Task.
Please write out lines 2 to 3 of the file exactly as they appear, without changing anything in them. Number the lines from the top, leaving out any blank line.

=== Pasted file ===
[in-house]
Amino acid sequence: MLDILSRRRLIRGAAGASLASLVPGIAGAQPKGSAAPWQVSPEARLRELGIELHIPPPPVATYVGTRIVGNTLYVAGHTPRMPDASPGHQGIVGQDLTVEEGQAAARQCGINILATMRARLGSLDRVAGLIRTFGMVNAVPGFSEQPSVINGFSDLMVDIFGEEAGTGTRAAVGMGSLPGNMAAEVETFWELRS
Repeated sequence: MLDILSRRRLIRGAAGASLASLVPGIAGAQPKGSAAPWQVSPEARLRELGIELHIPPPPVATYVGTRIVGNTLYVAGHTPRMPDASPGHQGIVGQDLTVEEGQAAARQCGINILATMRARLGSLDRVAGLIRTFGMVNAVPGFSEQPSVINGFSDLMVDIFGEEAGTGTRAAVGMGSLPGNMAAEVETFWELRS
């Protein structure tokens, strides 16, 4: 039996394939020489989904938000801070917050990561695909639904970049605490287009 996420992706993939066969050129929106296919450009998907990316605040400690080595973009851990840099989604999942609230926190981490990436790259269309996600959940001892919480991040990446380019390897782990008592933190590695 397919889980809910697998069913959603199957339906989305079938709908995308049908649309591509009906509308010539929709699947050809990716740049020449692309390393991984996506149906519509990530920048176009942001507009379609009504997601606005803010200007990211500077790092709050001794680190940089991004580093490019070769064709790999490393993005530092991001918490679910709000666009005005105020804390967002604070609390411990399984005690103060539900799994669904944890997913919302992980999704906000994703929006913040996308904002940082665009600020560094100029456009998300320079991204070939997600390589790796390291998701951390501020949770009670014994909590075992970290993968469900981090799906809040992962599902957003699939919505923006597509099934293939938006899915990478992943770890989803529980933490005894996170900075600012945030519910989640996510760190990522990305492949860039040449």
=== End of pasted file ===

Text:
Amino acid sequence: MLDILSRRRLIRGAAGASLASLVPGIAGAQPKGSAAPWQVSPEARLRELGIELHIPPPPVATYVGTRIVGNTLYVAGHTPRMPDASPGHQGIVGQDLTVEEGQAAARQCGINILATMRARLGSLDRVAGLIRTFGMVNAVPGFSEQPSVINGFSDLMVDIFGEEAGTGTRAAVGMGSLPGNMAAEVETFWELRS
Repeated sequence: MLDILSRRRLIRGAAGASLASLVPGIAGAQPKGSAAPWQVSPEARLRELGIELHIPPPPVATYVGTRIVGNTLYVAGHTPRMPDASPGHQGIVGQDLTVEEGQAAARQCGINILATMRARLGSLDRVAGLIRTFGMVNAVPGFSEQPSVINGFSDLMVDIFGEEAGTGTRAAVGMGSLPGNMAAEVETFWELRS